SPCC Plan BackgroundDonwload Pdf
- 40 CFR 112
- Initiated by the Clean Water Act, a Federal Law passed in 1972
- Response to large oil spills that contaminated oceans or rivers
- Meant to protect surface water, but also protects soil and groundwater
Who is considered a farm?
A facility on a tract of land
- devoted to the production of crops or raising of animals, including fish, which produced and sold, or normally would have produced and sold, $1,000 or more of agricultural products during a year.
When? – MAY 10, 2013
- Unless your farm was in operation before 2002, then you should already have one in place.
- No enforcement for 180 days after May 10, 2013
Who is required to have a plan?
- Any facility reasonably expected to discharge harmful amount of oil into navigable waters of the U.S.
- Any facility with an above ground storage capacity of 1,320 gallons of oil
- Any facility with underground storage of more than 42,000 gallons of oil
- Oil or greases of animal, fish or marine mammal origin
- Vegetable oils
- Crop oil
- Diesel Fuel
- Fuel Oil
- Oil refuse, waste or sludge
- Synthetic Oils
- Mineral Oils
- Lube Oil
- Hydraulic Oil
- Adjuvant Oil
When determining, Include:
- Any container over 55 Gallons
- Use capacity, not the amount actually in it at the time
- Fuel tanks mounted on trailers, fuel trucks used exclusively on the farm and tanks in pickups
- Both inside and outside containers
But don’t include:
- Containers smaller than 55 gallons
- Heating oil used solely for a single family residence
- Milk containing equipment
- Pesticide application equipment
- Permanently closed tanks
- Ammonia tanks or any other non-oil substance
Requirements of the SPCC rule – Requires certain facilities, including farms, to develop and implement a site-specific SPCC plan to address:
- Containment and procedures to prevent oil discharges
- Proactive control measures to keep an oil discharge from entering navigable waters of the US
- Effective countermeasures to contain, clean up and mitigate any oil discharge
Are you Tier I or Tier II?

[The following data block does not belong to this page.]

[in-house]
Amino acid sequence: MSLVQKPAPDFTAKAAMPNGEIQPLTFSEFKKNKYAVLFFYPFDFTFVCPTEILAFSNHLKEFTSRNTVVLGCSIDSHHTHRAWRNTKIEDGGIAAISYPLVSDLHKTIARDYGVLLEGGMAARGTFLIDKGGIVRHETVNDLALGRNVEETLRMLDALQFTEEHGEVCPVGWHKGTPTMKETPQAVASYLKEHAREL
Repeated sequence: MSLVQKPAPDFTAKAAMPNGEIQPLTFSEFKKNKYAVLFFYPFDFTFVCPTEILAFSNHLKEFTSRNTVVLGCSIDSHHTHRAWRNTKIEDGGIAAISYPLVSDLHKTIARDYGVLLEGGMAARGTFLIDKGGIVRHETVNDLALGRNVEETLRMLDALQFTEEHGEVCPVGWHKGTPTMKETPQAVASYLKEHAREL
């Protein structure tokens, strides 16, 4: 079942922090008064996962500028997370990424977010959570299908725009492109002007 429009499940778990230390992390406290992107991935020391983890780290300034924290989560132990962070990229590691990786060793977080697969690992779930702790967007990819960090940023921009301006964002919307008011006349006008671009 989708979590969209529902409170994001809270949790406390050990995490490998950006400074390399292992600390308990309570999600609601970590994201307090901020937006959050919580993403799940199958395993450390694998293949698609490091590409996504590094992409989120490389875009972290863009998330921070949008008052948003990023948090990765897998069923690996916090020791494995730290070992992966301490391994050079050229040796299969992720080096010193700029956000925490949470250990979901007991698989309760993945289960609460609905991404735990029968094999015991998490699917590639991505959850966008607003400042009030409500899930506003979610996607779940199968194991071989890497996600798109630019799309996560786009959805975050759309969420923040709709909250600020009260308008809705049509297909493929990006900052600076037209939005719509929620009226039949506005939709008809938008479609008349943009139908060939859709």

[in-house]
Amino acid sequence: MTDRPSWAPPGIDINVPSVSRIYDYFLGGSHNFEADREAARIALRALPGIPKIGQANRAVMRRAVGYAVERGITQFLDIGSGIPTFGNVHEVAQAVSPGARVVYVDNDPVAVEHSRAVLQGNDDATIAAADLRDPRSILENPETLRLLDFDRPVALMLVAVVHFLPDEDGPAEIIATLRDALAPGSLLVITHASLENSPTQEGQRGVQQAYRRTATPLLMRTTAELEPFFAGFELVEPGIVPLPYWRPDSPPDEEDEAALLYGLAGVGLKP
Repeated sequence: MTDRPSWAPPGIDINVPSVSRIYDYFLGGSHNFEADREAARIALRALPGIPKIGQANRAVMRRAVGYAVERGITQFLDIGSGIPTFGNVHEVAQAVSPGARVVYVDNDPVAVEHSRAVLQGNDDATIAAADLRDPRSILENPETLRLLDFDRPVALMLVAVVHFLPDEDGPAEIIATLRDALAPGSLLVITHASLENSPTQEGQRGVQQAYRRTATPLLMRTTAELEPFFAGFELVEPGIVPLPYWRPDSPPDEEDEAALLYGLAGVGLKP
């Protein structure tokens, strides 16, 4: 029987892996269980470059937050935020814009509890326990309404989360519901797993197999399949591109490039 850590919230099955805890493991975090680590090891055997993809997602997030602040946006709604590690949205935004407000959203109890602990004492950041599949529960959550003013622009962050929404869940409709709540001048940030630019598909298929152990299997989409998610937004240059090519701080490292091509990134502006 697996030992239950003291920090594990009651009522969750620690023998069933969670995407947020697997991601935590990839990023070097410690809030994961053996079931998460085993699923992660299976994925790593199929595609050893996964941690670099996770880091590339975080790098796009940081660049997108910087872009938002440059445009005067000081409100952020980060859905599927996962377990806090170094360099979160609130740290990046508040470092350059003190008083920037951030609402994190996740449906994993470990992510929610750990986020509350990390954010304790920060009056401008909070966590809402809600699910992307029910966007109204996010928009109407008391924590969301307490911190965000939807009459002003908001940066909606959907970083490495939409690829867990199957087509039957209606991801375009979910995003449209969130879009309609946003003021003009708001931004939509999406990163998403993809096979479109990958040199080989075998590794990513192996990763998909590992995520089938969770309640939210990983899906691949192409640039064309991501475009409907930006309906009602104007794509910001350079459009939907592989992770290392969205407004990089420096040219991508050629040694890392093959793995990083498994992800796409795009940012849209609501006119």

You are a Tier I Facility if
- Your total capacity is less than 10,000 gallons in aggregate aboveground and,
- for the past 3 years, have not had a significant spill (single discharge of 1,000 gallons or 2 discharges within 12 months of 42 gallons or more each)
Everyone else is Tier II
Tier I facilities
- Tier I facilities may prepare and self-certify their own plan if no container is larger than 5,000 gallons
- Use EPA template on their website.
Tier II facilities
- Tier II facilities must have plan certified by a licensed professional engineer (P.E.)
The SPCC process
- Evaluate risks
- Prepare an SPCC Plan
- Design improvements for spill prevention and containment
- Implement plan
- Perform training
Where to start:
- With a full inventory of what oil is on your property
- Non-oil substances are not required in your plan, however, if you wanted to add them, you may identifies ways spills might occur
- Describes what has been done to prevent a spill
- Details how to handle a spill
An SPCC Plan
An SPCC plan…
- Does not get submitted to any particular agency unless asked for. It must be available immediately if requested.
- If facility is “manned” 4 hours per day or more, written plan must be kept on site.
Who might ask to see my plan?
- Storm water inspectors
- County agencies
- Watershed commissions
- Waste water treatment plants
- Water treatment plants
- Ohio EPA inspectors
- Federal EPA inspectors
- Etc, etc…
Components of an SPCC plan